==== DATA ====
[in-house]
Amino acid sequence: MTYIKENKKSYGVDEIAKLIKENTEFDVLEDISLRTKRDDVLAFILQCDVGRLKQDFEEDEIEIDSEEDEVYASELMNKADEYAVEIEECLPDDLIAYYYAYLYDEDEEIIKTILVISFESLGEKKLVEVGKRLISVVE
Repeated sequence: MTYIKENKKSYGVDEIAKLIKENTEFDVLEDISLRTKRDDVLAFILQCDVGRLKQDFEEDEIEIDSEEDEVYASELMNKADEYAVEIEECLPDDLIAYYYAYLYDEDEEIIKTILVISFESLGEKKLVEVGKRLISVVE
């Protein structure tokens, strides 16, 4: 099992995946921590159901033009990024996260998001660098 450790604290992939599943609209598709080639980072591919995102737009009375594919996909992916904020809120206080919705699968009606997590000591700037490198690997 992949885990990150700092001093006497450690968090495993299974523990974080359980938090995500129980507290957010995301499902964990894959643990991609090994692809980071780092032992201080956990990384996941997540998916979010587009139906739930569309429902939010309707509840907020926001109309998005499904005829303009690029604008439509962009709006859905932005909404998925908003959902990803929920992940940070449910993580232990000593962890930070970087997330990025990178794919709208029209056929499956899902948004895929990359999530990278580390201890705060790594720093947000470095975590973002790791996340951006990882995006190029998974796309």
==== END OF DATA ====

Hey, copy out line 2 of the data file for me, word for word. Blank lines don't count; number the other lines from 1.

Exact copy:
Amino acid sequence: MTYIKENKKSYGVDEIAKLIKENTEFDVLEDISLRTKRDDVLAFILQCDVGRLKQDFEEDEIEIDSEEDEVYASELMNKADEYAVEIEECLPDDLIAYYYAYLYDEDEEIIKTILVISFESLGEKKLVEVGKRLISVVE